Its risky when the liberals knock off a moderate in a moderate state and the liberal gets trounced a la The Theiving Witch in Deleware. But in the end it would inject more progressive ideas into the party the same way the Tea Party does the GOP.

      The one benefit the Tea Party brings to the GOP is they can never take the base for granted. It can bite them in the ass when wingnuts win primaries but the GOP is acutely aware of what the base wants and yet nationally is still seen as being pretty mainsteam by most of the electorate.

      It could work. The problem is the left doesn't have the billionaires and lobbyists to fund it.

      •  You need to say what you are for... (1+ / 0-)
        Recommended by:

        that is, there has to be some real distinction between a conservative Democrat and a real progressive -- what defines that?  Is there a list somewhere?  I'm not being facetious -- well, maybe a little.  For instance, medicare for all is an identifiable, differentiating issue.  I think a nationwide high-speed rail system is another easy-to-digest idea.  I can't even think of what would be an easily identifiable progressive list.  The Tea Party has a list of basically one -- cut taxes (well, maybe "eliminate regulations").  Progressives need a list too.

        •  Most people don't care about rail enough for it (0+ / 0-)

          to be an important electoral issue. Maybe mass transit in general can work in some states as an issue. I certainly agree that progressives need some sort of moderately specific list of things they advocate to help with branding.

          •  Rail would be just one part, (0+ / 0-)

            me thinks, so you could also have wind, solar, but the important, central point is that these would be ways of rebuilding manufacturing.  That should be the main focus, it seems to me.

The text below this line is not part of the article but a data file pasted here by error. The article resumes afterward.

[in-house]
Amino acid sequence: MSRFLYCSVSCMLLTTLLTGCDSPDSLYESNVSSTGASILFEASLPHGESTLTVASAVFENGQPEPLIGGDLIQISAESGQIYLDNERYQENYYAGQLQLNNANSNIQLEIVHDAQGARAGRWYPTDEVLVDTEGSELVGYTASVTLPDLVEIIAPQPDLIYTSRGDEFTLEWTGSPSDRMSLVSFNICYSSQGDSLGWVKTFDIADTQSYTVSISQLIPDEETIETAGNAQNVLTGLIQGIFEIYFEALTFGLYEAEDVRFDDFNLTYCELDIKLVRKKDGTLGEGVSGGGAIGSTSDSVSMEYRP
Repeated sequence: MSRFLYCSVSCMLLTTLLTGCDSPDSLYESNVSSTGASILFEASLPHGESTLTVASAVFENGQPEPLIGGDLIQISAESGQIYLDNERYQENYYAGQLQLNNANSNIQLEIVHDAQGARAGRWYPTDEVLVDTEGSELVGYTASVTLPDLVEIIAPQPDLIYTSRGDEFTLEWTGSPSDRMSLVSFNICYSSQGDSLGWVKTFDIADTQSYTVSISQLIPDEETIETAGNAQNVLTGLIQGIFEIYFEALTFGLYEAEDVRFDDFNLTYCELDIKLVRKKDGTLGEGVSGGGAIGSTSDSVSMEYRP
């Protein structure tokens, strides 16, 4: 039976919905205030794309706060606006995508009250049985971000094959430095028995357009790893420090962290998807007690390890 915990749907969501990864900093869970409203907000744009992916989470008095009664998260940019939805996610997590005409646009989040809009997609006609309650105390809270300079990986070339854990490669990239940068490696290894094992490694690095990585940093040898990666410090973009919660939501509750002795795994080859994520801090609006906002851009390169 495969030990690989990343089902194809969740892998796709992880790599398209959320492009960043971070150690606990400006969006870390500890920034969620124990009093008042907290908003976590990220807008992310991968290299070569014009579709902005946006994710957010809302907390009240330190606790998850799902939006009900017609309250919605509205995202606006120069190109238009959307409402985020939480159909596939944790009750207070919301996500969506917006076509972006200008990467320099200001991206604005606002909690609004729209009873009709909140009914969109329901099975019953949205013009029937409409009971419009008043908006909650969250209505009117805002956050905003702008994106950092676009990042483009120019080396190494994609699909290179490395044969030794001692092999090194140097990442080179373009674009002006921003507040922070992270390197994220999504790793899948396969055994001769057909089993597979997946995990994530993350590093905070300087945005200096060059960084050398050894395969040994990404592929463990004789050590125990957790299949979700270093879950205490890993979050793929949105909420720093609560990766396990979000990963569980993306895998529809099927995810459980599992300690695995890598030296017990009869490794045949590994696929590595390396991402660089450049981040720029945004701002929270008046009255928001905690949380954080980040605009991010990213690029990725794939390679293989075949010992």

•  It's certainly a good idea to support liberals (0+ / 0-)

        in primaries but it's not exactly new. This site has been doing a lot of it, for example.

    •  20-25% (0+ / 0-)

      self identify as liberals, but far larger numbers agree with progressive ideas.

      "A lie is not the other side of a story; it's just a lie."

      by happy camper on Wed Jan 05, 2011 at 02:28:28 PM PST

      [ Parent ]

  •  We can start by.... (4+ / 0-)

    ....not calling anyone who doesn't believe as we do a corporatist, centrist shill.

    "The enthusiasm gap has more to do with abnormally high levels of Republican interest in the election than with despondent Democrats." -Nate Silver

    by malharden on Wed Jan 05, 2011 at 12:50:14 PM PST

    •  Yes please! (0+ / 0-)

      Especially when no distinction is made between a Halliburton and a Kos Media which is a "corporation".

      I've often wondered if anyone else has thought about the irony in a self-identified kossack referring to someone else as a "corporatist shill"?

      "Most people would sooner die than think; in fact, they do so." ...Bertrand Russell

      by sebastianguy99 on Wed Jan 05, 2011 at 01:56:57 PM PST

      [ Parent ]

  •  Longer than a second term...ha-ha... (0+ / 0-)

    how about longer than 2 generations...

    Obama - Change I still believe in

    by dvogel001 on Wed Jan 05, 2011 at 03:24:34 PM PST

  •  You need think tanks (0+ / 0-)

    The right has put a tremendous amount of money into think tanks to sell their ideas to the public. We need to sell our ideas to the public as well, we aren't going to be able to shove everything through legislation. The problem is that the left doesn't have a fraction of the money that the right has.

    When you poll the public on issues the public seems very liberal. The problem is that the public hasn't seen anyone offering these ideas. A lot of what passed for "left" would have been seen as moderate before the Reagan counterrevolution.

    The wolfpack eats venison. The lone wolf eats mice.

    by A Citizen on Wed Jan 05, 2011 at 03:57:05 PM PST